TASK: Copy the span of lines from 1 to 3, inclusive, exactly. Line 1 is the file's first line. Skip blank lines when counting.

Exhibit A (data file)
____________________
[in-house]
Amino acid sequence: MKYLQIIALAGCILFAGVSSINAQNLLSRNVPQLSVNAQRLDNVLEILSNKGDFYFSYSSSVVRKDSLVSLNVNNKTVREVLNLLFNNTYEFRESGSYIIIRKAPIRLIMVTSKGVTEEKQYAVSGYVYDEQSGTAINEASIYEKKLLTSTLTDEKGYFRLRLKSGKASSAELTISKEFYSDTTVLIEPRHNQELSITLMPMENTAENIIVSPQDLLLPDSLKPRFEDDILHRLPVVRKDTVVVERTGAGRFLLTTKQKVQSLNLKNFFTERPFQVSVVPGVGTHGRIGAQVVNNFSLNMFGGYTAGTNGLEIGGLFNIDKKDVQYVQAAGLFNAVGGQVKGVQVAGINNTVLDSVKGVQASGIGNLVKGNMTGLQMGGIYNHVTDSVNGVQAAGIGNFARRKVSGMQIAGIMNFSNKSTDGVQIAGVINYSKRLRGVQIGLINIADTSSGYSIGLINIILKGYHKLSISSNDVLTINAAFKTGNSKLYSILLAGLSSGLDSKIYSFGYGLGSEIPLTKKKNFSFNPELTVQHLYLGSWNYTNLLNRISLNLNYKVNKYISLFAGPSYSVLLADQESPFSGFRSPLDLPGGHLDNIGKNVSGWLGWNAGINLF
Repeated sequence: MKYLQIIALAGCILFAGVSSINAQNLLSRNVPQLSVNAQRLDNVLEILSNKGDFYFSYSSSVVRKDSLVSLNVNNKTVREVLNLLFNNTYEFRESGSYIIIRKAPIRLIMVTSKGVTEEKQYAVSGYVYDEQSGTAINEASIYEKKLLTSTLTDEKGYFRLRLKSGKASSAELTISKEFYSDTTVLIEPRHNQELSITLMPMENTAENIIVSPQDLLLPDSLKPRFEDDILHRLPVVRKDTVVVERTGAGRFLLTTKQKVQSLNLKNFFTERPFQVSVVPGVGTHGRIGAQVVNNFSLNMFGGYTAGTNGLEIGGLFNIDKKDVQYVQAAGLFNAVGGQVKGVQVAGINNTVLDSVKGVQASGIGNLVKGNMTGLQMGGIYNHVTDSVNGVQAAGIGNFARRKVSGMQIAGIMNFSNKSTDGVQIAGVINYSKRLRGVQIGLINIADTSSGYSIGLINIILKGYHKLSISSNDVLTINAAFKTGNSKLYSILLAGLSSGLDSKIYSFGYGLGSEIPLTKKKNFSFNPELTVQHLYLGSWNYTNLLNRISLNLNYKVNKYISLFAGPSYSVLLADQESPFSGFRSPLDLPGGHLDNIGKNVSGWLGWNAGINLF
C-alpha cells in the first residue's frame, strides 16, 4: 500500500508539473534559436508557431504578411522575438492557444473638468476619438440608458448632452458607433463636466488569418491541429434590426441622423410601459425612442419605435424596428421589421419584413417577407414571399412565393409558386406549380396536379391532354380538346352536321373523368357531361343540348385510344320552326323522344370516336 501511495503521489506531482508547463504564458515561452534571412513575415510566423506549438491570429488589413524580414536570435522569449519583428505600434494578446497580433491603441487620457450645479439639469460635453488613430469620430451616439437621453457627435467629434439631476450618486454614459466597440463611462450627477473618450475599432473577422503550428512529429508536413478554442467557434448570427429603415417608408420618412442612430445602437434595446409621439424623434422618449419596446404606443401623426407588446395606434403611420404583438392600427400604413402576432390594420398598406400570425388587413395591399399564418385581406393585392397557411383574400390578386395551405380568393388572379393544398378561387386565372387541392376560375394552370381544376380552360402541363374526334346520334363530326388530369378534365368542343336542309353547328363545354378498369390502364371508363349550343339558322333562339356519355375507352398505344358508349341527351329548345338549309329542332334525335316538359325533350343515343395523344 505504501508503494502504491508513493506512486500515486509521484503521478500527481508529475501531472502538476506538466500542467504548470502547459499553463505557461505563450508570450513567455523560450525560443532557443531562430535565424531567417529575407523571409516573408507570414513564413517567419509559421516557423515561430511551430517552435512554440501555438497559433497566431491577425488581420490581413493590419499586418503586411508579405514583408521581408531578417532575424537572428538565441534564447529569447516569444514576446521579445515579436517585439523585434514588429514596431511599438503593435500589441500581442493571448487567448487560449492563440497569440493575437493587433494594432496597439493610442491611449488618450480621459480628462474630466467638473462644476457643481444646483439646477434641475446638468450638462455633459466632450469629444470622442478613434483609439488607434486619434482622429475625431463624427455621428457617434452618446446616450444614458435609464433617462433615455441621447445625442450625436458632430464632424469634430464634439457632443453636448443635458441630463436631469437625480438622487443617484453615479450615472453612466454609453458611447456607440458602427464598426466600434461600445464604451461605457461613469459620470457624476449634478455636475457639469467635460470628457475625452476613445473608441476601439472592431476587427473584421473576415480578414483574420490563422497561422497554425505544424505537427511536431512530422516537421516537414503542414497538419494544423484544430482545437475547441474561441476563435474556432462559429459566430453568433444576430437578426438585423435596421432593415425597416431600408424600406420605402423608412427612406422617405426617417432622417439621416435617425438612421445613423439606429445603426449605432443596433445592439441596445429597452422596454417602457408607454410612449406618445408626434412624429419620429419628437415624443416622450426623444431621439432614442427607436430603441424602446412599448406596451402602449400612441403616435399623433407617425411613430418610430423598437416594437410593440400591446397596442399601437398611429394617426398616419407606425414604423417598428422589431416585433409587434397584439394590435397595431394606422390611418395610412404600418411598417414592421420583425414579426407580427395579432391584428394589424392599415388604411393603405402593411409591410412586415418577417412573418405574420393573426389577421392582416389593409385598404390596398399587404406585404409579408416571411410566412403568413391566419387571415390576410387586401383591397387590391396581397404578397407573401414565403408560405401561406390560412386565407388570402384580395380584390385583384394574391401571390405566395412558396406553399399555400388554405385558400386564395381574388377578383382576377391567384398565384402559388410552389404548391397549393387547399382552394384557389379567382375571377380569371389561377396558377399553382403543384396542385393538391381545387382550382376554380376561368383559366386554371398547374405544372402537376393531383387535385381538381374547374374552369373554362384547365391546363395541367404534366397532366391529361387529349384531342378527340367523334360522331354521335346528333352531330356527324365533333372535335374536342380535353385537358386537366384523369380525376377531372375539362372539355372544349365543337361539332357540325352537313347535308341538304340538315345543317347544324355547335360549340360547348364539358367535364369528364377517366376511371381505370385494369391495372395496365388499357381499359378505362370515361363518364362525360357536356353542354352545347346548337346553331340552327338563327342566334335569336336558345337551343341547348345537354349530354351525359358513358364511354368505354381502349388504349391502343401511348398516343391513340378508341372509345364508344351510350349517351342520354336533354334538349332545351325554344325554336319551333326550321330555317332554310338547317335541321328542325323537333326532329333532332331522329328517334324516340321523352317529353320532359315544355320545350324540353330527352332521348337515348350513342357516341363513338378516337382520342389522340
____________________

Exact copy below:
[in-house]
Amino acid sequence: MKYLQIIALAGCILFAGVSSINAQNLLSRNVPQLSVNAQRLDNVLEILSNKGDFYFSYSSSVVRKDSLVSLNVNNKTVREVLNLLFNNTYEFRESGSYIIIRKAPIRLIMVTSKGVTEEKQYAVSGYVYDEQSGTAINEASIYEKKLLTSTLTDEKGYFRLRLKSGKASSAELTISKEFYSDTTVLIEPRHNQELSITLMPMENTAENIIVSPQDLLLPDSLKPRFEDDILHRLPVVRKDTVVVERTGAGRFLLTTKQKVQSLNLKNFFTERPFQVSVVPGVGTHGRIGAQVVNNFSLNMFGGYTAGTNGLEIGGLFNIDKKDVQYVQAAGLFNAVGGQVKGVQVAGINNTVLDSVKGVQASGIGNLVKGNMTGLQMGGIYNHVTDSVNGVQAAGIGNFARRKVSGMQIAGIMNFSNKSTDGVQIAGVINYSKRLRGVQIGLINIADTSSGYSIGLINIILKGYHKLSISSNDVLTINAAFKTGNSKLYSILLAGLSSGLDSKIYSFGYGLGSEIPLTKKKNFSFNPELTVQHLYLGSWNYTNLLNRISLNLNYKVNKYISLFAGPSYSVLLADQESPFSGFRSPLDLPGGHLDNIGKNVSGWLGWNAGINLF
Repeated sequence: MKYLQIIALAGCILFAGVSSINAQNLLSRNVPQLSVNAQRLDNVLEILSNKGDFYFSYSSSVVRKDSLVSLNVNNKTVREVLNLLFNNTYEFRESGSYIIIRKAPIRLIMVTSKGVTEEKQYAVSGYVYDEQSGTAINEASIYEKKLLTSTLTDEKGYFRLRLKSGKASSAELTISKEFYSDTTVLIEPRHNQELSITLMPMENTAENIIVSPQDLLLPDSLKPRFEDDILHRLPVVRKDTVVVERTGAGRFLLTTKQKVQSLNLKNFFTERPFQVSVVPGVGTHGRIGAQVVNNFSLNMFGGYTAGTNGLEIGGLFNIDKKDVQYVQAAGLFNAVGGQVKGVQVAGINNTVLDSVKGVQASGIGNLVKGNMTGLQMGGIYNHVTDSVNGVQAAGIGNFARRKVSGMQIAGIMNFSNKSTDGVQIAGVINYSKRLRGVQIGLINIADTSSGYSIGLINIILKGYHKLSISSNDVLTINAAFKTGNSKLYSILLAGLSSGLDSKIYSFGYGLGSEIPLTKKKNFSFNPELTVQHLYLGSWNYTNLLNRISLNLNYKVNKYISLFAGPSYSVLLADQESPFSGFRSPLDLPGGHLDNIGKNVSGWLGWNAGINLF